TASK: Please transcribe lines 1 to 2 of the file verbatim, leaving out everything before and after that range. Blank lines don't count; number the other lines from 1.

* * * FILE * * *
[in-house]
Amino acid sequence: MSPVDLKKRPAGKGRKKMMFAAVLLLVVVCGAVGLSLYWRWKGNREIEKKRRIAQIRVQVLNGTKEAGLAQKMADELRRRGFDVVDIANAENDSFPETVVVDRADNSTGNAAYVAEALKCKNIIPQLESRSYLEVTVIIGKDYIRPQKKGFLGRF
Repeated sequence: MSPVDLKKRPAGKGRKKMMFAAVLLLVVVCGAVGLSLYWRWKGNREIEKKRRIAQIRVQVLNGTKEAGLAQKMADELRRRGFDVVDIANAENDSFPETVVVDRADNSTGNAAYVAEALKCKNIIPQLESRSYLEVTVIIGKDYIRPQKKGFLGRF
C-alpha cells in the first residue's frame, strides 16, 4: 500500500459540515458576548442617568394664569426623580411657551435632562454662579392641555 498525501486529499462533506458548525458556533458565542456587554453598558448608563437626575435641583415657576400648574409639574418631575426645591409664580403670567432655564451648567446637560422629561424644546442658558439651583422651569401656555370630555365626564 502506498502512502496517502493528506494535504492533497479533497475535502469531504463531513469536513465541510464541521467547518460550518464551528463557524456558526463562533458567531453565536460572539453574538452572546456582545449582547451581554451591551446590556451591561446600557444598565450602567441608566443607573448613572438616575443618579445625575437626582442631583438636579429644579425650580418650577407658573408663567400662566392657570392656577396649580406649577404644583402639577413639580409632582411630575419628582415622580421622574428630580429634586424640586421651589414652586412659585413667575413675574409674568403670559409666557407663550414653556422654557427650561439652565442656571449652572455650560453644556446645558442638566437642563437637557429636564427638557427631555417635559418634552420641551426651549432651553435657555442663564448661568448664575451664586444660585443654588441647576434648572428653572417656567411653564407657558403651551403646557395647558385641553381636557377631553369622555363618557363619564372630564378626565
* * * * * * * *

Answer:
[in-house]
Amino acid sequence: MSPVDLKKRPAGKGRKKMMFAAVLLLVVVCGAVGLSLYWRWKGNREIEKKRRIAQIRVQVLNGTKEAGLAQKMADELRRRGFDVVDIANAENDSFPETVVVDRADNSTGNAAYVAEALKCKNIIPQLESRSYLEVTVIIGKDYIRPQKKGFLGRF